A native of Indiana, Keith Fitch (b. 1966) began composing at age eight and began formal musical training on the double bass at age eleven. While still in high school (age sixteen), he received his first professional orchestral performance. Subsequently, he attended the Indiana University School of Music, where he completed his Doctorate in 1995. At Indiana, he studied composition with Frederick Fox, Eugene O’Brien, and Claude Baker, double bass with Bruce Bransby and Murray Grodner, and chamber music with Rostislav Dubinsky, founder of the Borodin Quartet. He also counts Donald Erb and Joan Tower among his compositional mentors. Among his many awards are the annual Dean’s Prize for Composition at Indiana (1987, 1988, 1989, 1991, 1992, 1994), the Kate and Cole Porter Memorial Fellowship at Indiana (1993-1995), three ASCAP Young Composer Awards (1988, 1989, 1993), the ASCAP-Raymond Hubbell Scholarship (1988), three National Society of Arts and Letters awards (1990, 1992, 1993), an Individual Artist Grant from the Indiana Arts Commission and the National Endowment for the Arts (1994), and a Fromm Foundation Commission (2005). He has enjoyed multiple residencies at The MacDowell Colony (1998, 2001) and the Virginia Center for the Creative Arts (2002, 2003, 2004, 2007), as well as at The Charles Ives Center for American Music (1991), and the Atlantic Center for the Arts (1989), and he has twice served as Resident Composer and faculty at the Chamber Music Conference and Composers’ Forum of the East (2002, 2006). He has also served as guest composer at California Summer Music (2010) and at the MidAmerican Center for Contemporary Music at Bowling Green State University (OH, 2010). Most recently, he was the recipient of a 2012 Individual Excellence Award from the Ohio Arts Council.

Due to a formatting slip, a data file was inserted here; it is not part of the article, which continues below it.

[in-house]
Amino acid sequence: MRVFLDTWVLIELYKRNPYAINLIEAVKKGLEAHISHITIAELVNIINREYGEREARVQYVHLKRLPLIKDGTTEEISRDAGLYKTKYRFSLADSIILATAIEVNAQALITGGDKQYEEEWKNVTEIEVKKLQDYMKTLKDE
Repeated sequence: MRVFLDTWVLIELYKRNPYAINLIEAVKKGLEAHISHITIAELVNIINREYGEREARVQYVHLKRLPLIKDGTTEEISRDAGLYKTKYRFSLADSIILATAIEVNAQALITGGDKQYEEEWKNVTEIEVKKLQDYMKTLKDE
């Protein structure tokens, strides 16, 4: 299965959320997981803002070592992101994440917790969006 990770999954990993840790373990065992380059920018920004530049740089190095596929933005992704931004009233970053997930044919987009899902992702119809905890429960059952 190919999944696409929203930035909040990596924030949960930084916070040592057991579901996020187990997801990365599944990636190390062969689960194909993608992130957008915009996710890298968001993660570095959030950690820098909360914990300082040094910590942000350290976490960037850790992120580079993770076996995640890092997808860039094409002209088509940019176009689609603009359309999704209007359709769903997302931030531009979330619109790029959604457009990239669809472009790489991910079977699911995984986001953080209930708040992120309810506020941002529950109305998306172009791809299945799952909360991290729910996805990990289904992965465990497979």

Highly regarded as a teacher, chamber music coach, and conductor of new music, he has taught at Indiana University (2001), Bard College (2005-2006, 2007-2008), and for eleven years served on the faculty of the Mannes College of Music in New York (1997-2008), where he founded the new music ensemble, CIRCE. His students regularly win awards from such prestigious organizations as ASCAP, BMI, the American Academy of Arts and Letters, and the Fulbright Foundation, as well as attending leading summer festivals around the world. Students interested in studying with Dr. Fitch are strongly encouraged to contact him at The Cleveland Institute of Music (www.cim.edu) prior to auditioning.
His music is published by Non Sequitur Music (www.nonsequiturmusic.com).